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The Need for Child Birth Education

Posted Dec 22 2009 7:24am
I am amazed at the amount of people who do no take the time to take a child birth education class, and this was really confirmed by a piece Amy Romano from Science & Sensibility wrote yesterday. After reviewing the results from a survery, in which pregnant women and new mothers were interviewed about certain pregnancy related questions, I was astounded at the amount of women who thought a full term pregnancy was 34-36 weeks gestation, and on top of that many of them thought their baby could be born during that time with no health effects!!

Researchers asked the mothers, “At what gestational age do you believe the baby is considered full term?” Nearly one in four (24%) chose 34–36 weeks, half chose 37–38 weeks, and the remaining quarter chose 39–40. Researchers also asked, “What is the earliest point in the pregnancy that it is safe to deliver the baby, should there be no other medical complications requiring early delivery?” More than half (52%) of the new mothers chose 34 to 36 weeks, while fewer than 10% chose 39–40 weeks. For neither question did women’s responses vary significantly by age, ethnicity, marital status, education, region of the country, or income.

Now I have to stop and think that the women who did take child birth education courses probably took one of those one day, in hospital type courses which all-in-all teach women to be good patients more than anything, as well as familiarize themselves with that specific hospitals policies.

When I was pregnant with my second child and planning a VBAC, I found a local hospital here who offered a "VBAC Class" once a month. I called in attempt to sign up for it, but because I was not planning on delivering at that specific hospital, I was not allowed to sign up for the course. Come to find out at a later date, that hospital had a 0% VBAC rate for 2007. Sounds like a place that should be teaching a VBAC class right?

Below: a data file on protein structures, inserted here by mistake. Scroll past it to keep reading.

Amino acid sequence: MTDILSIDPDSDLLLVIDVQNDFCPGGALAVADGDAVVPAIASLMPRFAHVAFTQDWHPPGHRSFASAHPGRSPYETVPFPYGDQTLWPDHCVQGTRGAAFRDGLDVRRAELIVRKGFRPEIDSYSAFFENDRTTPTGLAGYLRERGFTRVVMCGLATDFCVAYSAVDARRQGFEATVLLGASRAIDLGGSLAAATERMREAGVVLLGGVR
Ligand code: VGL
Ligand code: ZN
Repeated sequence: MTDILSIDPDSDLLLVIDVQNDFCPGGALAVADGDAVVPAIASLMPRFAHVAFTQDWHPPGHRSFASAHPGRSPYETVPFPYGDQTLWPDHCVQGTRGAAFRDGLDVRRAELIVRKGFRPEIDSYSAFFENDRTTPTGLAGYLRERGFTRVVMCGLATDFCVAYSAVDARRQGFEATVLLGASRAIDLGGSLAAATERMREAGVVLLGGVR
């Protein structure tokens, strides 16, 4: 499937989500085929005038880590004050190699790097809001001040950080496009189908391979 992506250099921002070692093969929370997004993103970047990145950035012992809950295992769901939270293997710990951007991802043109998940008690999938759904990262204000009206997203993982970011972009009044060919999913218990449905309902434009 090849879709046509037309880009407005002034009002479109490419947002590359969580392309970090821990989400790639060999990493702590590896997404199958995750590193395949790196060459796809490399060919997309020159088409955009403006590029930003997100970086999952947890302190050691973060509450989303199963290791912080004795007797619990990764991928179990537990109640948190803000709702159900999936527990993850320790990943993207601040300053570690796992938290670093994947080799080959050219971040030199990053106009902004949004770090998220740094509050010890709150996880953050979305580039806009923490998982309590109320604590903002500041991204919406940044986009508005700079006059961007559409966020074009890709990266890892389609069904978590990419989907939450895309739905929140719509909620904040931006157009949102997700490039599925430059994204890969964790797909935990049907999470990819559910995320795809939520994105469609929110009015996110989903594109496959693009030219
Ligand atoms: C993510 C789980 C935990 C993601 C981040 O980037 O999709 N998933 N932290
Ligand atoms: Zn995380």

Amy then went on to further look at the research.....

The researchers did not report which women took childbirth education classes and whether responses were more accurate among women who did. But another research team has reported that childbirth classes that include specific content focusing on risks of elective induction are effective at reducing demand for such inductions. Now that hospitals face Joint Commission core quality measures for perinatal care that include refraining from elective deliveries prior to 39 weeks, the results of UnitedHealthcare’s survey strongly suggest that educating women about the risks of cutting a healthy pregnancy short will play an important role in helping hospitals comply.

I am very interested in the next calendar year of 2010, what kind of changes hospitals are going to start to make in response to the new recommendations surrounding inductions for non medical reasons. Because it is clear by the number of births taking place Monday through Friday, with a peak on Tuesdays, and the amount of babies being born in the days directly before Holidays that not all labor inductions and scheduled cesarean sections are being done for medical reasons, instead for convenience sake. On top of that, mothers are also taking advantage of the Doctors who will take part in these kinds of practices. What happened to babies coming when they were ready? Has anyone ever remained pregnant forever?
What would happen if we started letting babies really come when they were ready? Would our prematurity rate drop? Or maybe our infant and maternal mortality rates would also start to decrease to a more acceptable number especially when compared to other Industrialized nations around the world.

But this has only shown the importance of women becoming educated during their pregnancies, and not just by these crappy best selling pregnancy books.
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